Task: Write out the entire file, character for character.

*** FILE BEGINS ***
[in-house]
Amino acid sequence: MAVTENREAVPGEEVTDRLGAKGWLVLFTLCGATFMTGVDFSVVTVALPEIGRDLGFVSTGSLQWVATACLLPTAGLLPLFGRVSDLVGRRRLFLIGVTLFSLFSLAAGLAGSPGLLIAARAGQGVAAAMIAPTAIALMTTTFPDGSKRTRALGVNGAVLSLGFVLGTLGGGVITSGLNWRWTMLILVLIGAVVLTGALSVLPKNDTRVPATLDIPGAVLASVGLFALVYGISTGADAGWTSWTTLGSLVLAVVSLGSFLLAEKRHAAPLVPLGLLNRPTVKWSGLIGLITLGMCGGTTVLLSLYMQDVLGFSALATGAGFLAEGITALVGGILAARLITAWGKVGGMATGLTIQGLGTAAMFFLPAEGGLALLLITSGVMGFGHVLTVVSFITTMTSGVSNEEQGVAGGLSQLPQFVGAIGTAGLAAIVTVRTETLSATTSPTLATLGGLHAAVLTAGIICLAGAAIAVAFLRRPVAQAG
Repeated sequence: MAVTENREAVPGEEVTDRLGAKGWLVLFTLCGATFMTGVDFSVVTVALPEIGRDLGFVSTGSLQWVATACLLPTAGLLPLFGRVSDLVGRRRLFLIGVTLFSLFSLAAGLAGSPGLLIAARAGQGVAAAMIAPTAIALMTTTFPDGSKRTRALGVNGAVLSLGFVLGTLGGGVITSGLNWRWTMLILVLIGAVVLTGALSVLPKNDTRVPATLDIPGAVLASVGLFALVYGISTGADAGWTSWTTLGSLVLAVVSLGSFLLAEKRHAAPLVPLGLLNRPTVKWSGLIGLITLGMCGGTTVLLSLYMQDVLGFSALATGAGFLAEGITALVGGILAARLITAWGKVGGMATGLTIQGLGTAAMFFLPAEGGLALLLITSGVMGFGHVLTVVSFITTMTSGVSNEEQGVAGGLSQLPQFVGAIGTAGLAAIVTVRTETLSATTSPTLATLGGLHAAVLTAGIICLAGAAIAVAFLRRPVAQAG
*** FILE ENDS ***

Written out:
[in-house]
Amino acid sequence: MAVTENREAVPGEEVTDRLGAKGWLVLFTLCGATFMTGVDFSVVTVALPEIGRDLGFVSTGSLQWVATACLLPTAGLLPLFGRVSDLVGRRRLFLIGVTLFSLFSLAAGLAGSPGLLIAARAGQGVAAAMIAPTAIALMTTTFPDGSKRTRALGVNGAVLSLGFVLGTLGGGVITSGLNWRWTMLILVLIGAVVLTGALSVLPKNDTRVPATLDIPGAVLASVGLFALVYGISTGADAGWTSWTTLGSLVLAVVSLGSFLLAEKRHAAPLVPLGLLNRPTVKWSGLIGLITLGMCGGTTVLLSLYMQDVLGFSALATGAGFLAEGITALVGGILAARLITAWGKVGGMATGLTIQGLGTAAMFFLPAEGGLALLLITSGVMGFGHVLTVVSFITTMTSGVSNEEQGVAGGLSQLPQFVGAIGTAGLAAIVTVRTETLSATTSPTLATLGGLHAAVLTAGIICLAGAAIAVAFLRRPVAQAG
Repeated sequence: MAVTENREAVPGEEVTDRLGAKGWLVLFTLCGATFMTGVDFSVVTVALPEIGRDLGFVSTGSLQWVATACLLPTAGLLPLFGRVSDLVGRRRLFLIGVTLFSLFSLAAGLAGSPGLLIAARAGQGVAAAMIAPTAIALMTTTFPDGSKRTRALGVNGAVLSLGFVLGTLGGGVITSGLNWRWTMLILVLIGAVVLTGALSVLPKNDTRVPATLDIPGAVLASVGLFALVYGISTGADAGWTSWTTLGSLVLAVVSLGSFLLAEKRHAAPLVPLGLLNRPTVKWSGLIGLITLGMCGGTTVLLSLYMQDVLGFSALATGAGFLAEGITALVGGILAARLITAWGKVGGMATGLTIQGLGTAAMFFLPAEGGLALLLITSGVMGFGHVLTVVSFITTMTSGVSNEEQGVAGGLSQLPQFVGAIGTAGLAAIVTVRTETLSATTSPTLATLGGLHAAVLTAGIICLAGAAIAVAFLRRPVAQAG